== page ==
* Reading Assignments:
1.1
1.1.1
1.1.2
1.2
1.2.1
1.2.2
2.1
2.1.1
2.1.2
2.1.3
2.1.4
2. Basic Concepts of Thermodynamics
2.1 Thermodynamic system
A specified collection of matter is called
a system
,
which is defined by the mass and the composition.
a.
Open system
: mass is exchanged with its
surroundings;
b.
Closed system
: NO mass is exchanged with its
surroundings.
What type of system does atmospheric thermodynamics
deal with?
The systems that atmospheric thermodynamics deal with include
1) an air parcel;
2) a cloud;
3) the atmosphere;
4) an air mass etc.
Precisely speaking, they are open systems because mass can
be changed by the entrainment and mixing processes.
But
, we will treat them as a closed system in this course.
Assumptions:
1) the volume is large that mixing at the edges is negligible; or
2) the system is imbedded in a much larger mass which has the
same properties.
2.2 Thermodynamic properties
The properties define the thermodynamic
state
of a system.
a.
Intensive property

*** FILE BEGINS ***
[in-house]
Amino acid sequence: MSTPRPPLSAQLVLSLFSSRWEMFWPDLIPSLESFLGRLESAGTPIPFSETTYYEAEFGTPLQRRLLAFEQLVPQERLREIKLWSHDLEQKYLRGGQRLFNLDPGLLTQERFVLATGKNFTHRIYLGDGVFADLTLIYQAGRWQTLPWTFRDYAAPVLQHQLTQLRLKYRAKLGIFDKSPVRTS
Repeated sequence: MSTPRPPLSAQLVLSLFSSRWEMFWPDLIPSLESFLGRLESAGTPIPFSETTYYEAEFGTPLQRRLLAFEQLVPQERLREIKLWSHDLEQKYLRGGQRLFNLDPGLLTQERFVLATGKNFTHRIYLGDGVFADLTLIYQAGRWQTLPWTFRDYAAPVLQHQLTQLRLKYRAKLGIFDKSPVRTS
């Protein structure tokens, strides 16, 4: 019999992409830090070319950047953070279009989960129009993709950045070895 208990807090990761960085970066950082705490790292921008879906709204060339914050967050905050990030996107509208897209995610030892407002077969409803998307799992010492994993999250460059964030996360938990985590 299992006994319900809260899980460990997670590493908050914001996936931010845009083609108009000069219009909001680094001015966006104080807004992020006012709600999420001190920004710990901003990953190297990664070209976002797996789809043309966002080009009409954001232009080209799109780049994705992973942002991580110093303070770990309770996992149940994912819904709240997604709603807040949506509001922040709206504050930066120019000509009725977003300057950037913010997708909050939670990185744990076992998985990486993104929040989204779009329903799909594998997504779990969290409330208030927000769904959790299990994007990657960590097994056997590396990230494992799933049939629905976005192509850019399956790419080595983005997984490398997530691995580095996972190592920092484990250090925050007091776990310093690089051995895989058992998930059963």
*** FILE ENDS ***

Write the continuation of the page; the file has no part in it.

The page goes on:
: does not depend on the mass (m)
or does not change with subdivision of the system,
denoted by lowercase letters, e.g., z.
b.
Extensive property
: does depend on the mass (m) or
does change with subdivision of the system, denoted by
uppercase letters, e.g., Z.
Exception to the convention: T for temperature and m for mass
* An intensive property is also called a
specific property
if
For example, volume V is an extensive property, so v=V/m
(i.e., volume per unit mass) is a specific property and an
intensive property.
a. A system is considered to be
homogeneous
if every intensive
property has the same value for every point of the system.
b. A system is said to be
heterogeneous
if the intensive property
of one portion is different from the property of another portion.
* Homogeneous vs heterogeneous
* A system can exchange energy with its surroundings through
two mechanisms:
1) Mechanical exchange (Expansion work)
performing work on the surroundings
2) Thermal exchange (Heat transfer)
transferring heat across the boundary
* A system is in thermodynamic equilibrium if it is in
mechanical and thermal equilibrium.
Mechanical equilibrium: the pressure difference between